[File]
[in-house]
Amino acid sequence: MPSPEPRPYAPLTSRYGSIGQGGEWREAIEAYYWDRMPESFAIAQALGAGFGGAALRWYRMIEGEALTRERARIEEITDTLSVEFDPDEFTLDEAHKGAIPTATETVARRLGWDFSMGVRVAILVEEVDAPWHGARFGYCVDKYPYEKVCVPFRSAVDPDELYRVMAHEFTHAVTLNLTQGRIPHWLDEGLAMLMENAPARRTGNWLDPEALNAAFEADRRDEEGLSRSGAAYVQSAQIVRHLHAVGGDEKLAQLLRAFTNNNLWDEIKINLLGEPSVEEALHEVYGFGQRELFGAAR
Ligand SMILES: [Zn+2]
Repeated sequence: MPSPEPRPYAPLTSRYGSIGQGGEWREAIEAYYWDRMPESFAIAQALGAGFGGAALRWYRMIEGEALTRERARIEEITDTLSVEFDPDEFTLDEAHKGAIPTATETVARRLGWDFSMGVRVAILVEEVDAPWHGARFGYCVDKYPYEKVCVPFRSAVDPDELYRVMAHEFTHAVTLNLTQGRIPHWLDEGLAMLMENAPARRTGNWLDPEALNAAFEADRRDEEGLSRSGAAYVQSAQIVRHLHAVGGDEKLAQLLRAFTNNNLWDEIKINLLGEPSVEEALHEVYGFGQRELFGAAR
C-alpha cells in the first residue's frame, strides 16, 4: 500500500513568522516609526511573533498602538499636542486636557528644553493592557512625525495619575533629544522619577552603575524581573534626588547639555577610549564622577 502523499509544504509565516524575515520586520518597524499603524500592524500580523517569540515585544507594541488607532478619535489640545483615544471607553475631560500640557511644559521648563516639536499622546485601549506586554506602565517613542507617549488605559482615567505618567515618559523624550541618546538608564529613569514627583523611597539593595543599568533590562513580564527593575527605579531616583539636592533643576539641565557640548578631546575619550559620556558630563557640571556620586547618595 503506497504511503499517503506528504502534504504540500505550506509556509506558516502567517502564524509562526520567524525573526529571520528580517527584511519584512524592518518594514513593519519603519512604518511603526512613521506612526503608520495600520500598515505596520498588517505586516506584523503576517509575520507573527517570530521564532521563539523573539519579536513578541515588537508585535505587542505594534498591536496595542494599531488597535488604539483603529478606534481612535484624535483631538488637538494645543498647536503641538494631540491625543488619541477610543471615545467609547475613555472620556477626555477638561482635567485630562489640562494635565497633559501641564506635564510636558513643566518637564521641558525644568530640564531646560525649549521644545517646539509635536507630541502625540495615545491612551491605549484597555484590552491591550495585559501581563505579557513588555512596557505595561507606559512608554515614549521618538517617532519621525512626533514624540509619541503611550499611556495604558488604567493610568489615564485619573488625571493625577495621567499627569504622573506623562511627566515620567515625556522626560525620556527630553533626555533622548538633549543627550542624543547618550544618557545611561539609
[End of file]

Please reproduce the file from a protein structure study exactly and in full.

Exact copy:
[in-house]
Amino acid sequence: MPSPEPRPYAPLTSRYGSIGQGGEWREAIEAYYWDRMPESFAIAQALGAGFGGAALRWYRMIEGEALTRERARIEEITDTLSVEFDPDEFTLDEAHKGAIPTATETVARRLGWDFSMGVRVAILVEEVDAPWHGARFGYCVDKYPYEKVCVPFRSAVDPDELYRVMAHEFTHAVTLNLTQGRIPHWLDEGLAMLMENAPARRTGNWLDPEALNAAFEADRRDEEGLSRSGAAYVQSAQIVRHLHAVGGDEKLAQLLRAFTNNNLWDEIKINLLGEPSVEEALHEVYGFGQRELFGAAR
Ligand SMILES: [Zn+2]
Repeated sequence: MPSPEPRPYAPLTSRYGSIGQGGEWREAIEAYYWDRMPESFAIAQALGAGFGGAALRWYRMIEGEALTRERARIEEITDTLSVEFDPDEFTLDEAHKGAIPTATETVARRLGWDFSMGVRVAILVEEVDAPWHGARFGYCVDKYPYEKVCVPFRSAVDPDELYRVMAHEFTHAVTLNLTQGRIPHWLDEGLAMLMENAPARRTGNWLDPEALNAAFEADRRDEEGLSRSGAAYVQSAQIVRHLHAVGGDEKLAQLLRAFTNNNLWDEIKINLLGEPSVEEALHEVYGFGQRELFGAAR
C-alpha cells in the first residue's frame, strides 16, 4: 500500500513568522516609526511573533498602538499636542486636557528644553493592557512625525495619575533629544522619577552603575524581573534626588547639555577610549564622577 502523499509544504509565516524575515520586520518597524499603524500592524500580523517569540515585544507594541488607532478619535489640545483615544471607553475631560500640557511644559521648563516639536499622546485601549506586554506602565517613542507617549488605559482615567505618567515618559523624550541618546538608564529613569514627583523611597539593595543599568533590562513580564527593575527605579531616583539636592533643576539641565557640548578631546575619550559620556558630563557640571556620586547618595 503506497504511503499517503506528504502534504504540500505550506509556509506558516502567517502564524509562526520567524525573526529571520528580517527584511519584512524592518518594514513593519519603519512604518511603526512613521506612526503608520495600520500598515505596520498588517505586516506584523503576517509575520507573527517570530521564532521563539523573539519579536513578541515588537508585535505587542505594534498591536496595542494599531488597535488604539483603529478606534481612535484624535483631538488637538494645543498647536503641538494631540491625543488619541477610543471615545467609547475613555472620556477626555477638561482635567485630562489640562494635565497633559501641564506635564510636558513643566518637564521641558525644568530640564531646560525649549521644545517646539509635536507630541502625540495615545491612551491605549484597555484590552491591550495585559501581563505579557513588555512596557505595561507606559512608554515614549521618538517617532519621525512626533514624540509619541503611550499611556495604558488604567493610568489615564485619573488625571493625577495621567499627569504622573506623562511627566515620567515625556522626560525620556527630553533626555533622548538633549543627550542624543547618550544618557545611561539609